Socio-cultural and Nutritional Perspectives from Uganda
written by Georgina Seera
The Double Burden of Malnutrition (DBM) has become a major global problem particularly in the so-called low- and middle-income countries (LMICs) because of the rapidly increasing prevalence of obesity and overweight, particularly in women – as indicated by the Body Mass Index (BMI), alongside the slow decreases in the long-standing problems of hunger and childhood undernutrition. That BMI may underestimate the extent body fat and associated risks in some populations is well documented. However, the possibility for BMI to overestimate the degree of body fat and the associated health risks in some populations is not as well documented. In Uganda, and indeed in many countries in sub-Saharan Africa, screening for non-communicable disease (NCD) risk factors is not easily accessible for most people, and the prevalence of an increased health risk that is triggered by high BMI seems to be less than what is observed in other areas. This book details how women in Uganda have developed their own sense of an ideal body size which is not so small as to be associated with communicable disease, and not so fat as to put them at a risk for non-communicable disease; in a way that is different from the global standards. It further details the daily activities of women in urban Uganda as they pertain to physical activity level and energy requirement, as well as detailing how the past and present socioeconomic circumstances interact to shape women’s food consumption practices, attitudes and beliefs; and how these might predispose women to obesity.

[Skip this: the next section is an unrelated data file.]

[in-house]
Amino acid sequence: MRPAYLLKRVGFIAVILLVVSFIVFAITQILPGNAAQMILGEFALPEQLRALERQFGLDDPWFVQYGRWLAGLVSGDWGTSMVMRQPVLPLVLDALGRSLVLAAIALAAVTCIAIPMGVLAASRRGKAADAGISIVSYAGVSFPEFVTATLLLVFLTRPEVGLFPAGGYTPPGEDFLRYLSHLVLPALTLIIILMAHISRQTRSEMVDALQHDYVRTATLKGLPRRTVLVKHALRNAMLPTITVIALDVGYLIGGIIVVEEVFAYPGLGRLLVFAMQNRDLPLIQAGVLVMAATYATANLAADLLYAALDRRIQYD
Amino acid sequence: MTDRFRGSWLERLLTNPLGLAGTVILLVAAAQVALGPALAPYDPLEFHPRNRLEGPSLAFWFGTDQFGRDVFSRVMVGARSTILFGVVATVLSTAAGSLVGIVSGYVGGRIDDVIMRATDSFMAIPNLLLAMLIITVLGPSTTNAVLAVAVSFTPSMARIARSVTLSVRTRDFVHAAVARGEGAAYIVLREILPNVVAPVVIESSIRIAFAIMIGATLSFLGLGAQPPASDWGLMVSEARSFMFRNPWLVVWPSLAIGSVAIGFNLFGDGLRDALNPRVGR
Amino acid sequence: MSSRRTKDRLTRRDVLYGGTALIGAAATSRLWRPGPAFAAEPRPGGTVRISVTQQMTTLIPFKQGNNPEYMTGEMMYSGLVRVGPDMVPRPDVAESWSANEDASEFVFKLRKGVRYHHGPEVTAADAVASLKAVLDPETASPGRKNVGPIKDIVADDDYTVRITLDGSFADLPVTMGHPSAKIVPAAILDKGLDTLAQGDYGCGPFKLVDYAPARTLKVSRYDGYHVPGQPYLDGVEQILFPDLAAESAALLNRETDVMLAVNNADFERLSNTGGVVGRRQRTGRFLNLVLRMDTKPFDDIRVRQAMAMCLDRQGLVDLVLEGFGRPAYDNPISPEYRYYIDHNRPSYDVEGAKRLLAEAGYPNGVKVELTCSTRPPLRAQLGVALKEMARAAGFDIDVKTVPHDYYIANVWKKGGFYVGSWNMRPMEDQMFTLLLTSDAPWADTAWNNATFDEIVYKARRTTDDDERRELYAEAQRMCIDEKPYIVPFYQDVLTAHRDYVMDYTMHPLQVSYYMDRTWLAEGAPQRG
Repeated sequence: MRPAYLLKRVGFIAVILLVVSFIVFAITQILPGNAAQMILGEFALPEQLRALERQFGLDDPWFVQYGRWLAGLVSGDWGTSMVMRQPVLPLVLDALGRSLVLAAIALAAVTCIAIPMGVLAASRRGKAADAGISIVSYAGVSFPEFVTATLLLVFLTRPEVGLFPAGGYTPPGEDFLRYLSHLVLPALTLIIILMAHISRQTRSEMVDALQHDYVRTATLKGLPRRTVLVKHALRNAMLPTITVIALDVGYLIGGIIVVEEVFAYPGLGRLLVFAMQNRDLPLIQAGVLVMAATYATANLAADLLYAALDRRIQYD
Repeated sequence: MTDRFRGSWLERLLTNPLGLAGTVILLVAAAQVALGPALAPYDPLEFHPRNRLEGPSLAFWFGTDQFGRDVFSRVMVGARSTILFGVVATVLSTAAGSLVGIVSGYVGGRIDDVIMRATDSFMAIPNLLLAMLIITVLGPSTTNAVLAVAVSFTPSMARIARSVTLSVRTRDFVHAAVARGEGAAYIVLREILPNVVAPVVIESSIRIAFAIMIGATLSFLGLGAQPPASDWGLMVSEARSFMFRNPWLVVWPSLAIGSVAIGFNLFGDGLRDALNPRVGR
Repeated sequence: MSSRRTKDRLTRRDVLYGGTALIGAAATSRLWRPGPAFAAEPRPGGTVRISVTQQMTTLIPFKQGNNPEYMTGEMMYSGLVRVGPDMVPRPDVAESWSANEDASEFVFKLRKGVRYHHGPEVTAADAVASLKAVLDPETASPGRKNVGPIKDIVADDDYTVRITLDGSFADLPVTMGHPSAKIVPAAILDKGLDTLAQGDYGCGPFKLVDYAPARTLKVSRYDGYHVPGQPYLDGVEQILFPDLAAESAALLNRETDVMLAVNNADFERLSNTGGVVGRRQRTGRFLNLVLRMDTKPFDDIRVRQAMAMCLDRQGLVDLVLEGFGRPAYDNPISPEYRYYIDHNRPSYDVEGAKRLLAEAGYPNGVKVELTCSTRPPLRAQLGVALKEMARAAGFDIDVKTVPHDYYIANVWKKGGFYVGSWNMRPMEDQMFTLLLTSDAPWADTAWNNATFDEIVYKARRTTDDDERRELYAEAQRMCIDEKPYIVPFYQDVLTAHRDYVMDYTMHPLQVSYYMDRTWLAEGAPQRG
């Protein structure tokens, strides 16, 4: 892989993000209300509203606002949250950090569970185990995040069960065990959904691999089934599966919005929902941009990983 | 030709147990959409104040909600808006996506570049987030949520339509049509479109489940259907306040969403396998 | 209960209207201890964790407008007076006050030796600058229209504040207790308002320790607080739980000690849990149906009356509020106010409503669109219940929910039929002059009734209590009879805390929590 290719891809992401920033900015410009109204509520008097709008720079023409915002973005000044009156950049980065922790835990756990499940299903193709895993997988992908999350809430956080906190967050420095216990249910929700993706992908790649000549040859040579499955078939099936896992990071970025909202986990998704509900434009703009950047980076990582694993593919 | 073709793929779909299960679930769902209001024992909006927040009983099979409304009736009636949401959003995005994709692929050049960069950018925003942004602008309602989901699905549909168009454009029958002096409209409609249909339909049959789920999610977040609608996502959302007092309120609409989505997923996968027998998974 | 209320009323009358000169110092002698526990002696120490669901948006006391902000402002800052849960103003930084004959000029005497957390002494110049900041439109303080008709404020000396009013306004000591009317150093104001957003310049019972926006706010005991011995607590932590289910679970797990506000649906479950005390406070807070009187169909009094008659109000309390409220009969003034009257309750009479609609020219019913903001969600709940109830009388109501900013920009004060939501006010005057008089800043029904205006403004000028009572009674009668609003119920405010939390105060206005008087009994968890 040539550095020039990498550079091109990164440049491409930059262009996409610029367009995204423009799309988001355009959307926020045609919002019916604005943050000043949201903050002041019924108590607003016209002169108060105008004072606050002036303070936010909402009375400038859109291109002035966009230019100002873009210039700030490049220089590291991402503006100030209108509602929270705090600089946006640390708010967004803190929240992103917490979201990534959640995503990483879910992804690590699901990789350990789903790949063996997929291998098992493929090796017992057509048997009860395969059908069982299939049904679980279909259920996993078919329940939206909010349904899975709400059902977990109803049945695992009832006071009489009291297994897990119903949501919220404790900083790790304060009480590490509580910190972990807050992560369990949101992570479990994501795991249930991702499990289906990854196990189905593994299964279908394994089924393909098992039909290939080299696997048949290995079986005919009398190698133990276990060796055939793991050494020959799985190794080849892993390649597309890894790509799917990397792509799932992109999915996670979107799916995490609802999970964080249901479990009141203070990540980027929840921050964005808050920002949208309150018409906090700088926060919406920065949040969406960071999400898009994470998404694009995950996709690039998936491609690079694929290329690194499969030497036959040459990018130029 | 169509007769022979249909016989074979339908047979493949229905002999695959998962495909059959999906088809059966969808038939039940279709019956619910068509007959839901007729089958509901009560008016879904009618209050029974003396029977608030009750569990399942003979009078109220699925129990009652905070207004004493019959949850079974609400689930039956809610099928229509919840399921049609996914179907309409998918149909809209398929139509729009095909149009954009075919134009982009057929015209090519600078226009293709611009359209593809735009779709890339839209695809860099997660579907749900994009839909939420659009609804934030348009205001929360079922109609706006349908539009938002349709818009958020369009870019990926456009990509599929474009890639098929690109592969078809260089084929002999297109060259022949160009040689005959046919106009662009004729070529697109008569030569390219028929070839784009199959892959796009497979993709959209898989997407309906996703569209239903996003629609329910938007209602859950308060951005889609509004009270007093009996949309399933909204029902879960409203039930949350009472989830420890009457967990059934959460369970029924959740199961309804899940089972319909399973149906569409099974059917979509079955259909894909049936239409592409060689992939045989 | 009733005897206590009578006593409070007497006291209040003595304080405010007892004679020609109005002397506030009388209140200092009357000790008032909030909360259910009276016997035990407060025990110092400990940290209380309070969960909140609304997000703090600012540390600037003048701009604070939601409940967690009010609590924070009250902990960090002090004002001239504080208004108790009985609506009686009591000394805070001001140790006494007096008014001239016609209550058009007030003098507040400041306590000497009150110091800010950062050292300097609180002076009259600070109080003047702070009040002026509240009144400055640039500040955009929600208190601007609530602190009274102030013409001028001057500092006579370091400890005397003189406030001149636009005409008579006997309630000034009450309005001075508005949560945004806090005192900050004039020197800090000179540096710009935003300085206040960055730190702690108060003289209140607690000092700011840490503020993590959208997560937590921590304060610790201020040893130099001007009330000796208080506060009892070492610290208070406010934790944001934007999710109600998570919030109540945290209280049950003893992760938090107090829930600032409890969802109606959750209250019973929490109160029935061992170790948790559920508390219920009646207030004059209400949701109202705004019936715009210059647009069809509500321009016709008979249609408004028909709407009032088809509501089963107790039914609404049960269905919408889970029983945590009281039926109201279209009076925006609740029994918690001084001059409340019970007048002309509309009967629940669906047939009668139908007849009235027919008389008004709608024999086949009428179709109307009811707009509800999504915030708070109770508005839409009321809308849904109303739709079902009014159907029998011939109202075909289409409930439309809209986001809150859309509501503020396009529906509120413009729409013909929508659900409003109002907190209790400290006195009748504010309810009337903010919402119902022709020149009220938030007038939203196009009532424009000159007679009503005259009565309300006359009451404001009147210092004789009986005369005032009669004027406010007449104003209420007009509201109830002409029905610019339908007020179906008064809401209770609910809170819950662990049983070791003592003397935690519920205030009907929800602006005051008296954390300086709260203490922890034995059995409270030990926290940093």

|Dimensions||229 x 152mm|
|Publisher||Langaa RPCIG, Cameroon|